"Excuse me. I was j-just leaving," she stammered, taken aback by her sudden encounter with this immovable object.
"You aren't going anywhere," he said.
"Would you please get out of my way," Darlene said, letting him know that she was not easily intimidated.
The man put his hand in the inside pocket of his jacket, took out his badge and flashed it. "I'm Detective Michael Raines of the Memphis Police, and you don't leave this house until I say so."
Darlene looked him in the eye. "Really? I thought all the bullies in uniform were in Baltimore. Apparently Tennessee has some, too. How interesting! Now, would you please move aside? I have business to take care of."
He raised an eyebrow. "Go right ahead. Maybe you can walk through me."
She stared at him, seeing him as if for the first time. Something flickered in his light brown eyes, and she responded, unable to do otherwise. She told herself to get out of there. But she stood rooted to the spot. His eyes said he would never release her. She shook her head as if to break the spell he had cast over her.
"I'm Attorney Darlene Cunningham, and you have no reason to keep me here. If you don't let me pass, I'll sue you, the city of Memphis and the state of Tennessee," she said, her mild manner dissolving into anger.
His facial expression didn't change one bit. Realizing that belligerence would get her nowhere with Detective Raines, she decided to switch tactics.
"You haven't read me my rights, and you have to do that if I'm under arrest." Her voice took on a taunting tone.
"You are not under arrest, Ms. Cunningham. You are being detained."
She leaned her head to the side in what she knew he'd take as a challenge. "What's the difference?" she said, clearly losing patience.
"Very funny, Ms. Cunningham, but you may as well have a seat, because you cannot leave this house until I say so."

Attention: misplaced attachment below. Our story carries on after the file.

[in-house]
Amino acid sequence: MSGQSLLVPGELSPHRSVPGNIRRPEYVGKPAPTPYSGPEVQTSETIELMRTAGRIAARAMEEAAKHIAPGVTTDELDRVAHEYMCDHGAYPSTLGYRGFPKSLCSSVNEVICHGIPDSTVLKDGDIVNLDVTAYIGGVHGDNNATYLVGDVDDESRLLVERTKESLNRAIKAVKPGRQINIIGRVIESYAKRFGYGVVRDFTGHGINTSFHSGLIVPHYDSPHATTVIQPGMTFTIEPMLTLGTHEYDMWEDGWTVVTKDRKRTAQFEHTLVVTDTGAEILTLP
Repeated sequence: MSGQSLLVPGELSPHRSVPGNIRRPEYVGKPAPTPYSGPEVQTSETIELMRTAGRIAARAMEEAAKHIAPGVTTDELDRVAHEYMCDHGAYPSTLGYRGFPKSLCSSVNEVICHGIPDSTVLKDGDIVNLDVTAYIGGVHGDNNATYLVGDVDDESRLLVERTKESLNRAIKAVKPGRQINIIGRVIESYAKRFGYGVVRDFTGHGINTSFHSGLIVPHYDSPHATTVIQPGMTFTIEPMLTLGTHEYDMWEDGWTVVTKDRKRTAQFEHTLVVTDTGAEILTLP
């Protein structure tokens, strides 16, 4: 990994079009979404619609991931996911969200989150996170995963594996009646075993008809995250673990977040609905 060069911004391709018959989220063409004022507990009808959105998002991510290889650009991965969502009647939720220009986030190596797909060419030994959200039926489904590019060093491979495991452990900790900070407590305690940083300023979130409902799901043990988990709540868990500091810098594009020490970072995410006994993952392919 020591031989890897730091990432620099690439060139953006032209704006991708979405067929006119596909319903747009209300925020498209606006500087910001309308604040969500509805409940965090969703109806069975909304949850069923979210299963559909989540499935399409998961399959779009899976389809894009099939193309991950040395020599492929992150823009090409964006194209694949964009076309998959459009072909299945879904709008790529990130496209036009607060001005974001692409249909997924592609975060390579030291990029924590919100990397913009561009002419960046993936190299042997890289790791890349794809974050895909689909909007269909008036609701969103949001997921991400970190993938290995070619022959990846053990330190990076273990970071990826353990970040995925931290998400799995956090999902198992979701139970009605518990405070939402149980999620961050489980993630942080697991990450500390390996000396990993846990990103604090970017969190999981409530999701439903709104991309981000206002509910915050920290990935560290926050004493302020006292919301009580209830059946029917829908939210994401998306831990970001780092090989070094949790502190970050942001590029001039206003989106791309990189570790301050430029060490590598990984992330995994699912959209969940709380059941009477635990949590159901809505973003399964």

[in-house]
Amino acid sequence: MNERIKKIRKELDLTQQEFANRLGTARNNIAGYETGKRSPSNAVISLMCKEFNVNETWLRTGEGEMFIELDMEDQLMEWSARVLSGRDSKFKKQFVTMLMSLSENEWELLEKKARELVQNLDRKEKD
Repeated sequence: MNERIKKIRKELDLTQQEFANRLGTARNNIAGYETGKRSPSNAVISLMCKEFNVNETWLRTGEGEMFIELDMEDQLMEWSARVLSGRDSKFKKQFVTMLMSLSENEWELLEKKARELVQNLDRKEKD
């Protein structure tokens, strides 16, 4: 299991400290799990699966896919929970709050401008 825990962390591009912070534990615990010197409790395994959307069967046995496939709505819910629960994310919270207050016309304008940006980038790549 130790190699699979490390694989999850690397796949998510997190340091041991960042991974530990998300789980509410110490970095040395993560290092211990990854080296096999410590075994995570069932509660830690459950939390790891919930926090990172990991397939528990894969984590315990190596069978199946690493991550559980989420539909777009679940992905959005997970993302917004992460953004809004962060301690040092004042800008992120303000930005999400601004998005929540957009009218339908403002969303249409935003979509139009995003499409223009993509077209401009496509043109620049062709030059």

Darlene turned to the old man. "You didn't tell me your name."
"My name is Boyd Farmer. Have a seat. At least it's comfortable in here."
"Is this guy your son? Oh, sorry," she said before Boyd could respond. "You're too nice to have such an arrogant, obnoxious son. I really need to go."
"I'm sorry," Boyd said. "He isn't going to let you go."
She whirled around and glared at Michael Raines, and for her trouble she felt a peculiar thudding in the region of her heart. "At least I deserve to know why I'm being detained," she said. "What did I do?" Realizing that her tone would only make him more adamant, she switched tactics again. "You're unlike any detective I've ever met."
"What do you mean by that?" His tone was definitely not friendly.
"Oh," she said, tossing her hair to the side. "I mean, aren't police officers supposed to protect and serve?"
Boyd's laughter filled the room, but she avoided looking in his direction. Instead she focused on Michael Raines.
"Yeah," he said. "Now, sit down and let's cut the comedy."
Darlene did not like taking orders from a stranger, even one with a badge. She didn't move. "You don't look stupid," she told him. "You have to tell me why you're holding me here. It's the law. Tell me why I'm being detained, or I'm leaving." She tried to move past him.
He grabbed her shoulders and glared at her. "What are you doing here?"
She twisted her shoulders and moved away from him. "I'm trying to get information that I hope will help my client's case."
"You'll have to prove that to me. This house has been under surveillance, and neither you nor anyone else can leave here. Get it?"
She'd have to come up with a different excuse. Getting back to her office in Maryland was paramount. The other partners already considered her trip to Memphis little more than a wild-goose chase, and if they discovered her present predicament She didn't want to think of their reaction.
"I have to get back to my hotel," she said.
He folded his arms across his broad chest and smiled, giving evidence that he could be charming when it suited him. "Oh, so I gather you plan to leave Memphis."
"No, as a matter of fact I'm staying at the Peabody," she said.
"Really?" he said. "I'm sure it won't be a problem for you to stay here."
"Now, look here, you," she said, with all the softness of a wildcat about to pounce. "You're going to." She stopped. His beautiful eyes twinkled like flashing lights, and she could see his difficulty in restraining his laughter.